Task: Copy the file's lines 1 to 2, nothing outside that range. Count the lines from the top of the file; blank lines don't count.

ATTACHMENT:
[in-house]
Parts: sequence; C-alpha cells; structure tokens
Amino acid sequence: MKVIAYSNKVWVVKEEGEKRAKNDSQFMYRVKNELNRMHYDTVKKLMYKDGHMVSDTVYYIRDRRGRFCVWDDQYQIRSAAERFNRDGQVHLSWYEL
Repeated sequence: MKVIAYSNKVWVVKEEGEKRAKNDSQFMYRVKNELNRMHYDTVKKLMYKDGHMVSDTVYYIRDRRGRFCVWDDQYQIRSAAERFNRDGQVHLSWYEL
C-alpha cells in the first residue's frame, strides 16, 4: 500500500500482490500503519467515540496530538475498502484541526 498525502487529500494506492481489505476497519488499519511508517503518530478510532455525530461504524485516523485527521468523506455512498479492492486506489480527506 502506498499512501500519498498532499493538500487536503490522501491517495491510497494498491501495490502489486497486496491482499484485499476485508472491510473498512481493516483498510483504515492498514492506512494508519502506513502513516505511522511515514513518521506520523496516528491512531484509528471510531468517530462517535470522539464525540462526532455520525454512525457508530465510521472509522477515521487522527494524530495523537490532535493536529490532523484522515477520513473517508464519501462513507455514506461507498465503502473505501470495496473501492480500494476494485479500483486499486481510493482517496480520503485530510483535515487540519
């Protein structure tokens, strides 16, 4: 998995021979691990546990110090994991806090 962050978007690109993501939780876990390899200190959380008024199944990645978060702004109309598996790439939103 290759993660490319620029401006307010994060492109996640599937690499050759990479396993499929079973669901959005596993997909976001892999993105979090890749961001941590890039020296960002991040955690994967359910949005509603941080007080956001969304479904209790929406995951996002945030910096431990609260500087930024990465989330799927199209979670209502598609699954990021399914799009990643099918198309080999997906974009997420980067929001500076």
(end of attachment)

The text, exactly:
[in-house]
Parts: sequence; C-alpha cells; structure tokens